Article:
I hang on to everything way too tight. I worry about it, wonder about it, instead of just enjoying it, letting it go, and seeing what wonderful thing comes next. You'd think that I would have learned that by now, but no. I'm trying.

Last night, when we were watching a bit of TV, I happened to look outside and notice a harvest moon peeking its way over the the trees.

You know you want to listen to Neil Young's Harvest Moon now, don't you?

Sunday, October 4, 2009

All God's Creatures Sunday

Well, I just can't believe that I've run out of bugs, birds, rabbits....

But I was blessed by such beauty this morning when I went outside. We had a light rain for two days, but this morning the rain was over, and the back acre looked like a carpet of diamonds.

I tried squatting down to get a long view of the sun lighting up all of the droplets of water, but I could never capture what I actually saw. (Boy, do we need to mow, or what!)

I wish you could have shared how the yard shined this morning!

Saturday, October 3, 2009

It’s a soggy, soppy, cool, crisp morning here in our little corner of the world. It has been raining all night, a soft, steady rain that we seldom see here. The radiation fog is playfully blowing in and out through the mountains.

This is the first day in a very long time that I had to put on long pants and a sweatshirt, although I still have my flip flops on and the front and back doors open.

I believe I have made the transition from summer to fall, starting this morning, because I want to go to the kitchen and make a big pot of Chicken Tortilla Stew! If you have the time, I highly suggest giving this one a try. It is, in a word, fantastic!


1 whole chicken
3 lg onions 2 chopped, 1 cut in wedges
2 carrots, rough chop
3 celery stalks, halved
12 garlic cloves, chopped, divided
salt & pepper
1 bay leaf
2 jalapeno peppers
4 Tbs olive oil, divided
1 Tbs cumin
½ Tbs coriander
1 bag corn tortilla strips or chips
1-28 oz can hominy, drain, rinse
1 bunch cilantro, chopped
1 cup cheddar cheese, shredded
avocado to taste
2 plum tomatoes, halved
8 to 10 tomatillos, husks removed, rinsed
Juice of 2 limes (microwave 10 sec. to get juice)
Sour cream for garnish

Preheat broiler to high.
Add the chicken, 1 chopped onion, carrots, celery, tomatoes, 8 cloves of garlic with the skin on, salt and pepper, and the bay leaf to a large pot and cover with cold water, 2 to 3 inches above the chicken & veggies. Bring to a bubble and simmer until the chicken is cooked through, about 30-40 minutes. The chicken is done when the leg is loose and wiggles easily on the bone.

Remove chicken and place it on a plate. It will be very tender so break out all the utensils to grab it form the pot. Discard the skin and remove all of the chicken from the bones and reserve. A bowl of ice water on your countertop to dunk your hands into every now and then makes it easier to work with the hot chicken. Place the bones back in the pot of liquid and veggies to make a stock. Simmer for 1 hour.

While the stock mixture is simmering, chop the chicken meat and set aside. After an hour, strain the stock, keeping the liquid and discarding the solids.

While the stock is simmering, place the tomatillos, jalapenos, and the onion cut into wedges on a baking sheet and drizzle with 2 Tbs olive oil and season with salt and pepper. Broil for 2-3 minutes to char, then turn everything over to char the other side. Once black all over, seed and stem the jalapenos, and chop them along with the onion and tomatillos. Reserve.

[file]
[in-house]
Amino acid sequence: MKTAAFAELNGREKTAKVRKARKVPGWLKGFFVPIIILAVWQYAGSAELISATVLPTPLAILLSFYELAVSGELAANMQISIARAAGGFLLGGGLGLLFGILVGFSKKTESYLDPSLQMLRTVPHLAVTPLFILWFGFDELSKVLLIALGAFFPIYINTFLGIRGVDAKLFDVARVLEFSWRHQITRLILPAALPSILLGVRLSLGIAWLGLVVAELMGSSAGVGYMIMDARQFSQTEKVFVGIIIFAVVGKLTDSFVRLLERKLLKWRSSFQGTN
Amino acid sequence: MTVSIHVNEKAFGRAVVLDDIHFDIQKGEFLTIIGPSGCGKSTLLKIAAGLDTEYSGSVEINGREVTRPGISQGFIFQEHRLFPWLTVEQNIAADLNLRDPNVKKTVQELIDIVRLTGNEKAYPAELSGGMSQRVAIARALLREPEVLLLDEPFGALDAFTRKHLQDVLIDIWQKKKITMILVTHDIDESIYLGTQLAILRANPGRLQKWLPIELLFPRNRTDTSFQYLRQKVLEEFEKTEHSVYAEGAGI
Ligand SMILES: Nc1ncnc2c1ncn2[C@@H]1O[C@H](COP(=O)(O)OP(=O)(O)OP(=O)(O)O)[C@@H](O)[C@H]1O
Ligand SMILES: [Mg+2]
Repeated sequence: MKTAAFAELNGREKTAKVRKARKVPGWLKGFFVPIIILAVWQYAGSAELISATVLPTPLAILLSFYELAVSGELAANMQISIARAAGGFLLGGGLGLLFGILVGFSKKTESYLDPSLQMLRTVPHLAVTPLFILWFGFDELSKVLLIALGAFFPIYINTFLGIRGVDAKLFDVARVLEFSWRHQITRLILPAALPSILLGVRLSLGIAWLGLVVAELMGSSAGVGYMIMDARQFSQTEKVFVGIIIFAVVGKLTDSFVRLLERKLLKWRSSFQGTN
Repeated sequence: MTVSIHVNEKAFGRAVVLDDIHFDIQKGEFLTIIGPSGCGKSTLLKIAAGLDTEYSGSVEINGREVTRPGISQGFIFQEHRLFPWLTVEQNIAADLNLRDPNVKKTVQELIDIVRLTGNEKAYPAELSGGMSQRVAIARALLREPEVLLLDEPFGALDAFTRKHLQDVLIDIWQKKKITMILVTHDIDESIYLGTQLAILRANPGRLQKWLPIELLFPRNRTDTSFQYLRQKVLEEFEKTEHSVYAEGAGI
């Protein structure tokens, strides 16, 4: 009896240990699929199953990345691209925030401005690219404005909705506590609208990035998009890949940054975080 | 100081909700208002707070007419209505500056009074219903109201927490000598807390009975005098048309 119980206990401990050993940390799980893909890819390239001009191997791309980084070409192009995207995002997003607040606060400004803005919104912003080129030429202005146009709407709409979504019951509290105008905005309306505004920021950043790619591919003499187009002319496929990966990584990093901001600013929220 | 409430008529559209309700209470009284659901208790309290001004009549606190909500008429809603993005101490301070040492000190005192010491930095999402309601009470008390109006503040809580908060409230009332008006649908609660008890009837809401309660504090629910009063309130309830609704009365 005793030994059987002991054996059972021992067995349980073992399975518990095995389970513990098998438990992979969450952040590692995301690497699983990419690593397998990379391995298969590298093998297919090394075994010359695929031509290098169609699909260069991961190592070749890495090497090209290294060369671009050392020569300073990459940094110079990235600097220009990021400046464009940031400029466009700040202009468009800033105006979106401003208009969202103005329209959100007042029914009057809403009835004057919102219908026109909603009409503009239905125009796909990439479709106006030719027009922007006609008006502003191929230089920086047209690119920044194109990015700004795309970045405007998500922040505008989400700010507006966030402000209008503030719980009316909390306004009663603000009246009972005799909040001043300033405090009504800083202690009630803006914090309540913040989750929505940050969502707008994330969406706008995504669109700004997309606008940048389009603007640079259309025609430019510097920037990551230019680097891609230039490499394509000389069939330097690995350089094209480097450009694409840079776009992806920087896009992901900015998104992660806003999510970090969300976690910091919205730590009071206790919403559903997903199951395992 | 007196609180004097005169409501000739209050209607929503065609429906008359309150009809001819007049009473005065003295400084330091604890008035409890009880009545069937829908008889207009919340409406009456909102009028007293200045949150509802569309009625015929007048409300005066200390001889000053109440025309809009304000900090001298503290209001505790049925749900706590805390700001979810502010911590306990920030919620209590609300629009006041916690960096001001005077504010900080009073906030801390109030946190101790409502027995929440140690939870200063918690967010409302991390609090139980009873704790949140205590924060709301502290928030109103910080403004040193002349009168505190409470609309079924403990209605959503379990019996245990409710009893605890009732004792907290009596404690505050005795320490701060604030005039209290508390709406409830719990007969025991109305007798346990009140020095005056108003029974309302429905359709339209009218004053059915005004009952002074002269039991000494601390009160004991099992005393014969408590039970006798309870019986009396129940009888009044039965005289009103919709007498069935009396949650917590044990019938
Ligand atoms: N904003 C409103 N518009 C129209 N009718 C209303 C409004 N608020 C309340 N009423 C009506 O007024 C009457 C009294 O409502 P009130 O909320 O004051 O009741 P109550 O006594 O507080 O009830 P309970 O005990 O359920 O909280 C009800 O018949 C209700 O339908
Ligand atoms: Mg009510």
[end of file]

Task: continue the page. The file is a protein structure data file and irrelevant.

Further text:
Place large pot over medium high heat, add 2 turns of the pan with olive oil. Add remaining chipped onion, chopped garlic, cumin and coriander, and cook until tender, about 3-4 minutes. Add the reserved chopped onion, tomatillo and jalapenos and the strained stock, and bring to a bubble.

While mixture is coming to a bubble, crush the tortilla chips (reserving a handful for garnish). You should have about 2 cups of ground chips. Add to the pot and cook for 30 minutes. When ready to serve, add the hominy and chopped chicken back to the pot along with ½ to ¾ cup of cilantro and lime juice, and cook for 2-3 more minutes, until the chicken is heated through.

Garnish with tortilla chips, a dollop of sour cream, cheddar cheese, and avocado. You’re gonna love it!

Friday, October 2, 2009


The theme this week is A Photo Study of a Building. It just so happened to coincide with a little jaunt we took to Tucson, and the fact that we stayed overnight in a very old hotel, Hotel Congress.

It's located in the heart of the downtown area. As you can tell by the crane, the whole area has been going through some renovation.

This hotel was built in 1919 to serve the cattle industry and weary railroad travelers. Part of its notariety comes from a fire that started in the basement in 1934, that led to the arrest of the John Dillanger gang, who had been living there under several aliases.

The rooms are sparse, much like they would have been in the early days of the hotel. There are no televisions in any of the 40 rooms, only vintage radios.

Here's a bit of the architecture inside...

This old switchboard is still being used today.

Oh, did I mention the ghosts? Hehehe....

Flora & Fauna

Books I have known & loved

  • Life of Pi
  • A Hundred Years of Solitude
  • Kite Runner
  • The Way the Crow Flies
  • Fall on Your Knees
  • Poisonwood Bible
  • East of Eden
  • Shantaram
  • I Know This Much is True

Illegal Immigration